Television writer Stephen Lord has died. The Writers Guild announced today that Lord died May 5 in his home in Sherman Oaks, CA surrounded by his family. The writer, whose real name was Stephen Loyacano, was 85.  In a career that went from the 1950’s to the early 1990’s, Lord worked on a wide variety of shows. His credits include CHiPs, Fantasy Island, Bonanza, Kung Fu, The Loretta Young Show, The Dick Powell Show, Matlock, Death Valley Days, Johnny Ringo, Zane Grey Theatre, Ironside, the original Outer Limits and T.J. Hooker. Lord also wrote several features including an adaptation of the Edgar Allen Poe short story classic The Fall of the House of Usher. 

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WGA Awards: ‘The Descendants’, Woody Allen, ‘Breaking Bad’, ‘Modern Family’, ‘Homeland’, ‘Colbert Report’, ‘Cinema Verite’, ‘Too Big To Fail’

By | Sunday February 19, 2012 @ 4:18pm PST
Pete Hammond

BREAKING… Refresh for latest…

Los Angeles and New York – The Writers Guild of America, West (WGAW) and the Writers Guild of America, East (WGAE) are announcing the winners for outstanding achievement in writing for the screen during 2011. Winners will be honored at the 2012 Writers Guild Awards tonight during simultaneous ceremonies at the Hollywood Palladium in Los Angeles and at B.B. King Blues Club in New York City. Woody Allen won Original Screenplay for his Midnight In Paris. UPDATE:  His sister and producer Letty Aronson accepted on his behalf at the WGAE event.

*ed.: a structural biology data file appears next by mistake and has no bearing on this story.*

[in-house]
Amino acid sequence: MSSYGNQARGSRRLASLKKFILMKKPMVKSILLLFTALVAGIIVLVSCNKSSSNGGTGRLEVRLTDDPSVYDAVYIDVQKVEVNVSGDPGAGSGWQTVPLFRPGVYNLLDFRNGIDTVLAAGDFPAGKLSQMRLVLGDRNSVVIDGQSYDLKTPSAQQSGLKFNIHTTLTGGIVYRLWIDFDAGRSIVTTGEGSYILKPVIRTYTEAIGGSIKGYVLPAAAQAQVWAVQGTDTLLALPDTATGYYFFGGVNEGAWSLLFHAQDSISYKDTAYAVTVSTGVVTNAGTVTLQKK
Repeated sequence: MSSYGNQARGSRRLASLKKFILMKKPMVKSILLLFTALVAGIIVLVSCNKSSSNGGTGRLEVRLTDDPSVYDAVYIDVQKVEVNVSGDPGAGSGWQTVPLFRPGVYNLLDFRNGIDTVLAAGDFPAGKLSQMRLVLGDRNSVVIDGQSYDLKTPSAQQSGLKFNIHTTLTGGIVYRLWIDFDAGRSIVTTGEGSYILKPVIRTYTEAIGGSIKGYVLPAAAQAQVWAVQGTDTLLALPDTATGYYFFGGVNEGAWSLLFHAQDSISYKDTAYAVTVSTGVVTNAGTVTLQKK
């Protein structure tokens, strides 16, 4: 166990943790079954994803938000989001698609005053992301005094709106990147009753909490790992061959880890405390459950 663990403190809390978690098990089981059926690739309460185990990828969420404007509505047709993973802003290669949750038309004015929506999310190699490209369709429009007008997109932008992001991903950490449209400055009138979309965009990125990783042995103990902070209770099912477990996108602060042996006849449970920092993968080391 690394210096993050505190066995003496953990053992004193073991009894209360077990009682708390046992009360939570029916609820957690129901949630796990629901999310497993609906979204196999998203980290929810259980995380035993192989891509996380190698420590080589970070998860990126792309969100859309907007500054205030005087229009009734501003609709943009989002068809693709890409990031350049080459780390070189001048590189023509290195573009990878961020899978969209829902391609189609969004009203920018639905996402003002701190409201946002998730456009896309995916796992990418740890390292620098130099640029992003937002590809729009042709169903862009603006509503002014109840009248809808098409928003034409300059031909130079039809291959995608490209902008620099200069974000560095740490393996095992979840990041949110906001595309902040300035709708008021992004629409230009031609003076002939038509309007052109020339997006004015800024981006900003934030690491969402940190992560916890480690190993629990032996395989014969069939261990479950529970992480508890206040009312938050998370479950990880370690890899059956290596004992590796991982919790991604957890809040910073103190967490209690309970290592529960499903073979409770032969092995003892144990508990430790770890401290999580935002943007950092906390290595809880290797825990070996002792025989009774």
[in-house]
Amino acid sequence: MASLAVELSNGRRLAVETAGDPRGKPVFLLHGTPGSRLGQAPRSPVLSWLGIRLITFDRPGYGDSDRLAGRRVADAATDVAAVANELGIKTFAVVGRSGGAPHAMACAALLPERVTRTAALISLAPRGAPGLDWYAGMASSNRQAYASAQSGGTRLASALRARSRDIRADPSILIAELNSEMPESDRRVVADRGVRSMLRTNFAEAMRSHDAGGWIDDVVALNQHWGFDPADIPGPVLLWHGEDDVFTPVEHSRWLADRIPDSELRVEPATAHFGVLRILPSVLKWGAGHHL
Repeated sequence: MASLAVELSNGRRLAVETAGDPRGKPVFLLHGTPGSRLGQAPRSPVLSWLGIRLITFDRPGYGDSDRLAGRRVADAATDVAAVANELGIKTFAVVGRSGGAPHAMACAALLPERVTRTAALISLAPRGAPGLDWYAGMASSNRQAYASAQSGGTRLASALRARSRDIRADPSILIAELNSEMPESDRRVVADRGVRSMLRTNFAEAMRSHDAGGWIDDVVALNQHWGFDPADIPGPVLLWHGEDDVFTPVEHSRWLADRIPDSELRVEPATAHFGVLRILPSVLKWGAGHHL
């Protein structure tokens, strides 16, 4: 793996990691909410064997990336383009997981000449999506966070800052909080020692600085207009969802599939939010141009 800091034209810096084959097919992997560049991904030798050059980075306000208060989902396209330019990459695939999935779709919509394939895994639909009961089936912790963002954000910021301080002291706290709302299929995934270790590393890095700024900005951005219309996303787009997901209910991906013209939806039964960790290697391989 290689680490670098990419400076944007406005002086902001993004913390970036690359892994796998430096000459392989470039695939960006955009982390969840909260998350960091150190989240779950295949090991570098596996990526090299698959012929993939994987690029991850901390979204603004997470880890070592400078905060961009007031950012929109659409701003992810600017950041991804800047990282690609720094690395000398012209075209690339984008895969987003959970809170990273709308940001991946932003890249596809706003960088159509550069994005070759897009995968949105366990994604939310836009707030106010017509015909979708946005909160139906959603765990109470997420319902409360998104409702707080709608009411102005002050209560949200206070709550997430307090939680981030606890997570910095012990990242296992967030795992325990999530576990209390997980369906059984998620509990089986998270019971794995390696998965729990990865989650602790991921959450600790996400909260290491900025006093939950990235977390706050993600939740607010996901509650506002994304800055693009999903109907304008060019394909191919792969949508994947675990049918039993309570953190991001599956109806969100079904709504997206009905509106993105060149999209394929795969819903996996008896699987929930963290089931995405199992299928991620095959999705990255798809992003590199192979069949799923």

The Descendants won Adapted Screenplay for Alexander Payne and Nat Faxon & Jim Rash. All three took the stage at the WGAW event. “I wrote some funny lines for the woman in the coma that Nat and Alexander didn’t like,” said Rash.
Faxon recognized The Groundlings improv theater for fostering his talent. Payne directed his acknowledgement to The Descendants author Kaui Hart Hemmings who was sitting in the audience: “Nice thing about doing adaptation is inhabiting a story that we never lived in. Thank you to the novelists for letting us in your life.”

Breaking Bad‘s Vince Gilligan accepted the television Drama Series honor saying, “We wouldn’t have a show without Bryan Cranston.”

The writers of Modern Family won for Comedy Series, and Steven Levitan exclaimed, “We are concerned that people are sick of us [winning]. Perhaps you can focus your backlash elsewhere. As such, we asked our writers to each say why they don”t feel like winners tonight.” At which point a number of Modern Family scribes described their deepest regrets: